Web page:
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The Samson Oil Engine

Hugh Campbell built his first internal combustion engine in Halifax, England, at the age of twenty. His success led him to establish the Campbell Gas Engine Company, where he built two-cycle engines to avoid infringing on Nicolaus August Otto's patent of the four-cycle design. Campbell's engines used a separate charging cylinder, similar to the design by Dugald Clerk and to the Reid engines that were later built in the United States.

In 1894, four years after the lapse of Otto's patent, Campbell began manufacturing four-cycle engines fueled either by oil or by suction gas. In 1906, Campbell introduced the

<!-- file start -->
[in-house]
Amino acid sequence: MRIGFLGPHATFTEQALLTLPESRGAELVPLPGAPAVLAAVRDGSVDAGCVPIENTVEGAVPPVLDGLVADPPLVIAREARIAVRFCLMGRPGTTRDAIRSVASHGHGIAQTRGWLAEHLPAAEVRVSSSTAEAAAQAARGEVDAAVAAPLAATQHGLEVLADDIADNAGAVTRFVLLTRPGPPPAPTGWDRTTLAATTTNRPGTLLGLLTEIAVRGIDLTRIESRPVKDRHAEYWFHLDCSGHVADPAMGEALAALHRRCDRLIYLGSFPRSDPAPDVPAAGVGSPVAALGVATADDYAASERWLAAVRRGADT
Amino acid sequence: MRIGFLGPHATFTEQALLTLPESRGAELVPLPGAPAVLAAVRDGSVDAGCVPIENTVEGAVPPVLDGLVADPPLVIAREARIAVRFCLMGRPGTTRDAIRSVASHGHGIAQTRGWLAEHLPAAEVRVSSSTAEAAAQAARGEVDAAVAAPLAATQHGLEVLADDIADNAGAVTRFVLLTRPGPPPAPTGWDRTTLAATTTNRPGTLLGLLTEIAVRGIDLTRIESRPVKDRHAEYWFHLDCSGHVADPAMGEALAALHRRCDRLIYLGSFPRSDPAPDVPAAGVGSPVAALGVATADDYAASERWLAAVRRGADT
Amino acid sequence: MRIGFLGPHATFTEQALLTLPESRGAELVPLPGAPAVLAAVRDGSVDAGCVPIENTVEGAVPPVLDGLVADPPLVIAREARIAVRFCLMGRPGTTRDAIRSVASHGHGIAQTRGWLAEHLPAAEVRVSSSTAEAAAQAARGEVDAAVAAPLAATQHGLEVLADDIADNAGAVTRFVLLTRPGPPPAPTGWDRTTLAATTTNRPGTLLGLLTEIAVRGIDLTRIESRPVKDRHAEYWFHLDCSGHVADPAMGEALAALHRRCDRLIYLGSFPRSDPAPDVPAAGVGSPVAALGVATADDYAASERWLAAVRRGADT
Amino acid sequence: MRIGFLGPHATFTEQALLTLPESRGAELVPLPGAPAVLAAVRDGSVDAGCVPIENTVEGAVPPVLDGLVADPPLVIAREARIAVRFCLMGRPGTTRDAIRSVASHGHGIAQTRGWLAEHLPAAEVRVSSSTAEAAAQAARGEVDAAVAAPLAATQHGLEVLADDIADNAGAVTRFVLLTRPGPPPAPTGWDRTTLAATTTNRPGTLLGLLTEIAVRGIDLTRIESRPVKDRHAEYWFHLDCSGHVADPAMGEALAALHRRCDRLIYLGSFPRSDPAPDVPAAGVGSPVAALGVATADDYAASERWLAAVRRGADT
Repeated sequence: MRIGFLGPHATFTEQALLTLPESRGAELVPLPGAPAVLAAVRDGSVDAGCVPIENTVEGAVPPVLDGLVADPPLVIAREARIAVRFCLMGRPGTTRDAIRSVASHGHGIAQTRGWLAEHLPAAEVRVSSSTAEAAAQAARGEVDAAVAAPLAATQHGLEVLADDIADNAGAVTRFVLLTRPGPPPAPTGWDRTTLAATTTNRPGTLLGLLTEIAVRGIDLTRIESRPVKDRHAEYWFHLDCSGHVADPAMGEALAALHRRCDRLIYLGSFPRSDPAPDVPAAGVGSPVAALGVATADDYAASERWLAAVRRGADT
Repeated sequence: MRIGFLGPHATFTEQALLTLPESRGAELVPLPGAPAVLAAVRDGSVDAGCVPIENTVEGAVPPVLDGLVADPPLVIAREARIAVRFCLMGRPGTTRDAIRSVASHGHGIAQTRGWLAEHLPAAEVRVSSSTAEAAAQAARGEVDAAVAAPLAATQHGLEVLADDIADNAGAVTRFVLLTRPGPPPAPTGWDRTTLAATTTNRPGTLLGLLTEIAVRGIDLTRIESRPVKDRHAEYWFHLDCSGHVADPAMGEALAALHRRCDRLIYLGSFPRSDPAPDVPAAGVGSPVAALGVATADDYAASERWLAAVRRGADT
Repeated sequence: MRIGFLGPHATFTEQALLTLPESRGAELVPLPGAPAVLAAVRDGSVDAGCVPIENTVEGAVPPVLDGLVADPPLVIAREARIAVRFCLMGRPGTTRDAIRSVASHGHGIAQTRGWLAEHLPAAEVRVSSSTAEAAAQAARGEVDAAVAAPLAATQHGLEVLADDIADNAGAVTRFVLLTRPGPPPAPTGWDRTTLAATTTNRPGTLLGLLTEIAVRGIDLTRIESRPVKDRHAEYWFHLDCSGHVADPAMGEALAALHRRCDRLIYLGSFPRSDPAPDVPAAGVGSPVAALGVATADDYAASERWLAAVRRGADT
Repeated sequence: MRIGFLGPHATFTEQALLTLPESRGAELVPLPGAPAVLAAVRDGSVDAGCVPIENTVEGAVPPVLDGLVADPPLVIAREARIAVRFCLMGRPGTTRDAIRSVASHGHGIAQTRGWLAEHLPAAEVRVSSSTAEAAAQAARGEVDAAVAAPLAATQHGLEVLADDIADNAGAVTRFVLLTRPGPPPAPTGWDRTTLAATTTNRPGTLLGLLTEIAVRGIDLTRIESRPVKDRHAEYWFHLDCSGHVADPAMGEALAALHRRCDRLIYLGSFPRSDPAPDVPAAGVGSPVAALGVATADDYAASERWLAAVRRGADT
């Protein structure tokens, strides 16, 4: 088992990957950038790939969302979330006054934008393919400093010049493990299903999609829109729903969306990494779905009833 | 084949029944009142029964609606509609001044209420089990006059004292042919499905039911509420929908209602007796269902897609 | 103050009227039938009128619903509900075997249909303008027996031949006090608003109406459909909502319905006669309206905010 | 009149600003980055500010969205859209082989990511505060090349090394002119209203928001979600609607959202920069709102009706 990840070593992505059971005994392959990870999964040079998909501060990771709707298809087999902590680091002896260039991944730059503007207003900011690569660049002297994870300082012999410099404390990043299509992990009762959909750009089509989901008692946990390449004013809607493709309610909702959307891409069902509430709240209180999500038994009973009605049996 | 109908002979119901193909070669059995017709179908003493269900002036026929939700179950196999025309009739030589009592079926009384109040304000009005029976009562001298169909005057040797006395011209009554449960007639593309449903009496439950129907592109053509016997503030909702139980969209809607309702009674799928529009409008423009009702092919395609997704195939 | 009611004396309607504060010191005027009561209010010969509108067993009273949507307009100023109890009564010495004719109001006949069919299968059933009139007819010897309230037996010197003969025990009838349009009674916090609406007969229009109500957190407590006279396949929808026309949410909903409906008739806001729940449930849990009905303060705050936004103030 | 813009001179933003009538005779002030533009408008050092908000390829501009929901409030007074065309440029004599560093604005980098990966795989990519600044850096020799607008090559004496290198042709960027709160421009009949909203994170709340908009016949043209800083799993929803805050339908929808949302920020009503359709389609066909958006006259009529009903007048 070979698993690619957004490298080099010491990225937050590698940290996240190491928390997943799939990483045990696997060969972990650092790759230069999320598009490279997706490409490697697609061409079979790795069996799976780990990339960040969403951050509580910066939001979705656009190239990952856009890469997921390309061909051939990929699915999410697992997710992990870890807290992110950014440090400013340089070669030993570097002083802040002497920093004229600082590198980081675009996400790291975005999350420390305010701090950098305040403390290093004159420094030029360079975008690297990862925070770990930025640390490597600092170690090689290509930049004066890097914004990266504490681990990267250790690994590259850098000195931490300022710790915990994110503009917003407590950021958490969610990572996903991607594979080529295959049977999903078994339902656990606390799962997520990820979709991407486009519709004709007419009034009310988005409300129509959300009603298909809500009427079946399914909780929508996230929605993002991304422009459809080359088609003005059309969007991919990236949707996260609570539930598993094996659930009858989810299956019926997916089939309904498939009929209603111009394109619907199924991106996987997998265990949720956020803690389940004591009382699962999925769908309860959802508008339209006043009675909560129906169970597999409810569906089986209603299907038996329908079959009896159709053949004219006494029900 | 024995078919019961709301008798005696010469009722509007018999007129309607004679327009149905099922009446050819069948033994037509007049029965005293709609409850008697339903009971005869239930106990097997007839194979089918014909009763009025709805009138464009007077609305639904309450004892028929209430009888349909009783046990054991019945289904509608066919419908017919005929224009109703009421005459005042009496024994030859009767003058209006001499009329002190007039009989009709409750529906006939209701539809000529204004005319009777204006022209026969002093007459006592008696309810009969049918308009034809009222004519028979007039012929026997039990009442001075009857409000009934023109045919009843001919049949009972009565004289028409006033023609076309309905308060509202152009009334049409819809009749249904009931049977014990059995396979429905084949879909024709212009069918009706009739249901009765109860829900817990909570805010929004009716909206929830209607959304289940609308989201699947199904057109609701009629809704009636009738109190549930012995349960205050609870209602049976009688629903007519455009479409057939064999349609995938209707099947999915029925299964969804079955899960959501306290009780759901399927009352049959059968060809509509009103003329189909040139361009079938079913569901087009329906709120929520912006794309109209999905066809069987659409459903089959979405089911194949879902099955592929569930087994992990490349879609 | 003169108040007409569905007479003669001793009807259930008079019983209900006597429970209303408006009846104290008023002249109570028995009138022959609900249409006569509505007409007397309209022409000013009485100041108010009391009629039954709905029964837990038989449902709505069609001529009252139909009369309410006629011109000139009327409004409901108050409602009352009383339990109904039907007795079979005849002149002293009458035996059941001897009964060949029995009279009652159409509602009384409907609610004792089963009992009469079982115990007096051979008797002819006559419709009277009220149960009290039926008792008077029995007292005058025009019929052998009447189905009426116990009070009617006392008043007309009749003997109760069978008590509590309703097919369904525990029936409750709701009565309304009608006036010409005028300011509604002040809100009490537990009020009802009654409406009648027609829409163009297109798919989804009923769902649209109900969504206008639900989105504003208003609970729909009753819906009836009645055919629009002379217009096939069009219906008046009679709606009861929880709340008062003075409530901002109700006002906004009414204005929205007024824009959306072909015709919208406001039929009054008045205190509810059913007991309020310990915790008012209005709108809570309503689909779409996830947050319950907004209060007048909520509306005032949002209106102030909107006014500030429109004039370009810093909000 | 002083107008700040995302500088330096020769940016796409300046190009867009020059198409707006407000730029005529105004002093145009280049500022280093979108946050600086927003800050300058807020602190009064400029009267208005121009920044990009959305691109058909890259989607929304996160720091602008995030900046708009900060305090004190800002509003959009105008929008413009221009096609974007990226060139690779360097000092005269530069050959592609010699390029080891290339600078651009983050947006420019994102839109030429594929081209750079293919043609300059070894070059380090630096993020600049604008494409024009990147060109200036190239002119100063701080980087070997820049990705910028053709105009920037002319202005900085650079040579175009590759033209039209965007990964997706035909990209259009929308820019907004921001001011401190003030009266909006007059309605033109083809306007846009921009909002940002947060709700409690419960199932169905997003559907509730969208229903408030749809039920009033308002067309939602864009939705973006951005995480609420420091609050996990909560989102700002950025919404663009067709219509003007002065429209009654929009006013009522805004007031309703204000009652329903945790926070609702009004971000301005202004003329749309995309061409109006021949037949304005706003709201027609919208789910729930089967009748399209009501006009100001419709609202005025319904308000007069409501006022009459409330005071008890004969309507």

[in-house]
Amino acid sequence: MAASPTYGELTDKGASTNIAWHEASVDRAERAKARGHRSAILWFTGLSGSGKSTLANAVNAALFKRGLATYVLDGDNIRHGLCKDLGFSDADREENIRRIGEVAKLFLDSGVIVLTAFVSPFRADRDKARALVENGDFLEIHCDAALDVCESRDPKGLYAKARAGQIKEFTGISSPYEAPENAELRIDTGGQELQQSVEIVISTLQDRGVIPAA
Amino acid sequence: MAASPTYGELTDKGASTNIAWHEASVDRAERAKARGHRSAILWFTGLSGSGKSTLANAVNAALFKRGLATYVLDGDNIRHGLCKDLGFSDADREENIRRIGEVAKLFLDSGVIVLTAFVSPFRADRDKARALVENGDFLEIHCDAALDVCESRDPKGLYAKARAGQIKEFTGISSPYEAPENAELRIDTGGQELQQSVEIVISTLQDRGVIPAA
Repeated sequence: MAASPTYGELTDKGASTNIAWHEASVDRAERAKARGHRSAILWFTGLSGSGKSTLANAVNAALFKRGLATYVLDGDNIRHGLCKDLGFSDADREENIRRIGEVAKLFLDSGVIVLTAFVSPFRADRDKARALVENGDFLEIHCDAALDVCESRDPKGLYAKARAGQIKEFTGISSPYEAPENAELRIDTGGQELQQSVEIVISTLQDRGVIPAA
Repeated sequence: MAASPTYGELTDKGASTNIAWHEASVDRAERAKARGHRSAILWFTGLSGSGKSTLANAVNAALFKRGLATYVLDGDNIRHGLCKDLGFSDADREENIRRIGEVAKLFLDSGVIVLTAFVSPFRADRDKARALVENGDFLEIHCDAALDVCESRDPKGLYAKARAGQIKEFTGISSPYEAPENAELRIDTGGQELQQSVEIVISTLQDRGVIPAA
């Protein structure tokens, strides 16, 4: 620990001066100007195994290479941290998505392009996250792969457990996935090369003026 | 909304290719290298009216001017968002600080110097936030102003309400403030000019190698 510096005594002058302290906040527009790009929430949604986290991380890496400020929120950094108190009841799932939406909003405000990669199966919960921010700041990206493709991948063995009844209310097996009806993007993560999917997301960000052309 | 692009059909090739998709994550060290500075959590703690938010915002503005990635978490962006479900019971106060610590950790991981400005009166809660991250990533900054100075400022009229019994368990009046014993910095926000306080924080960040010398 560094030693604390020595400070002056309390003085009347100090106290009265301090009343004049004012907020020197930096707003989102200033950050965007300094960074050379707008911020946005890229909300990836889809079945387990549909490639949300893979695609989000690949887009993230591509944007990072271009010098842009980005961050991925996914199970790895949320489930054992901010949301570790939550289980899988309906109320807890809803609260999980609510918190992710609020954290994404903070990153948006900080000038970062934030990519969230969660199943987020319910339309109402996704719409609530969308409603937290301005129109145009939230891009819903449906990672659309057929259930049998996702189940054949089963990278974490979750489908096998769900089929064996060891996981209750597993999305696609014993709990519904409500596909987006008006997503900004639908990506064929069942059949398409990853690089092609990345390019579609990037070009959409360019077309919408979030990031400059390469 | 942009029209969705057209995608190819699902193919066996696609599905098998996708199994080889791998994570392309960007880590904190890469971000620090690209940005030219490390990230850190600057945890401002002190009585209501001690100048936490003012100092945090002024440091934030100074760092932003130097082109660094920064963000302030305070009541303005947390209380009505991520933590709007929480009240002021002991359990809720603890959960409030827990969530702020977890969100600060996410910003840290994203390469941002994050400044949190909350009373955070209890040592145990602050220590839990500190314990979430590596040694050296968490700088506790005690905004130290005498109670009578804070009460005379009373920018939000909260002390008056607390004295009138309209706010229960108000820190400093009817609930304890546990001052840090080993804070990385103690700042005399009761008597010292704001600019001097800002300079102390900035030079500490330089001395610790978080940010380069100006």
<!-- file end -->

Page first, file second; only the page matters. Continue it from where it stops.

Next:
Samson, an engine that was well built, but economical to produce. The use of the eccentric driven push rod and the belt drive governor saved considerable labor in the manufacturing process.

Campbell engines were not only used in England and Europe, but they were exported to South America and Australia. Hugh Campbell lost control of the company in 1926, but it survived in various forms until 1970, when production of engines ceased.

Shipping Date

January 16, 1907

Purchaser

Clark & Fauset, Brisbane, Australia

Cylinder Bore

5 inches

Piston Stroke

11 inches

Shipping Weight

1500 pounds

Speed

270 r.p.m.

Flywheel

30 inches x 4 inches

Fuel Requirements

1.15 pounds Russoline oil / hp / hour

Working Load

4 brake horsepower

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